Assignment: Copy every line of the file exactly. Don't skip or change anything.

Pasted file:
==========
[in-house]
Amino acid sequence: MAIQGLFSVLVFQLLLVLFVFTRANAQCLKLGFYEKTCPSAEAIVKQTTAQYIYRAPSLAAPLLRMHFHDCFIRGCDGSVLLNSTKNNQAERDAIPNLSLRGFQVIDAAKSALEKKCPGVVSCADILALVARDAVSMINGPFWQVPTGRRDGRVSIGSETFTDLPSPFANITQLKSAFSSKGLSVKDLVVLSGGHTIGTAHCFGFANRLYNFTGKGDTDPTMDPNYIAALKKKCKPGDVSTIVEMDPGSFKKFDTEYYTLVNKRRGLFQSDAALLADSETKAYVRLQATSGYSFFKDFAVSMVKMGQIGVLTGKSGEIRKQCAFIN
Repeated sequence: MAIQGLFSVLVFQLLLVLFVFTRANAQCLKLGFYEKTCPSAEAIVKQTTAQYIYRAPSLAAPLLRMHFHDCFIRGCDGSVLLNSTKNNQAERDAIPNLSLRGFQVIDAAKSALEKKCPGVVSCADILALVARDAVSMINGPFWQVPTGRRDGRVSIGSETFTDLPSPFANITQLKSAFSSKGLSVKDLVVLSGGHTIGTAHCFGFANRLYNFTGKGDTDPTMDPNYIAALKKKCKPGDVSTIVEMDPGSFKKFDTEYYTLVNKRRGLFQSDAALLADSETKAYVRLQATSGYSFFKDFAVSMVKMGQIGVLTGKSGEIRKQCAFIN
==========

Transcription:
[in-house]
Amino acid sequence: MAIQGLFSVLVFQLLLVLFVFTRANAQCLKLGFYEKTCPSAEAIVKQTTAQYIYRAPSLAAPLLRMHFHDCFIRGCDGSVLLNSTKNNQAERDAIPNLSLRGFQVIDAAKSALEKKCPGVVSCADILALVARDAVSMINGPFWQVPTGRRDGRVSIGSETFTDLPSPFANITQLKSAFSSKGLSVKDLVVLSGGHTIGTAHCFGFANRLYNFTGKGDTDPTMDPNYIAALKKKCKPGDVSTIVEMDPGSFKKFDTEYYTLVNKRRGLFQSDAALLADSETKAYVRLQATSGYSFFKDFAVSMVKMGQIGVLTGKSGEIRKQCAFIN
Repeated sequence: MAIQGLFSVLVFQLLLVLFVFTRANAQCLKLGFYEKTCPSAEAIVKQTTAQYIYRAPSLAAPLLRMHFHDCFIRGCDGSVLLNSTKNNQAERDAIPNLSLRGFQVIDAAKSALEKKCPGVVSCADILALVARDAVSMINGPFWQVPTGRRDGRVSIGSETFTDLPSPFANITQLKSAFSSKGLSVKDLVVLSGGHTIGTAHCFGFANRLYNFTGKGDTDPTMDPNYIAALKKKCKPGDVSTIVEMDPGSFKKFDTEYYTLVNKRRGLFQSDAALLADSETKAYVRLQATSGYSFFKDFAVSMVKMGQIGVLTGKSGEIRKQCAFIN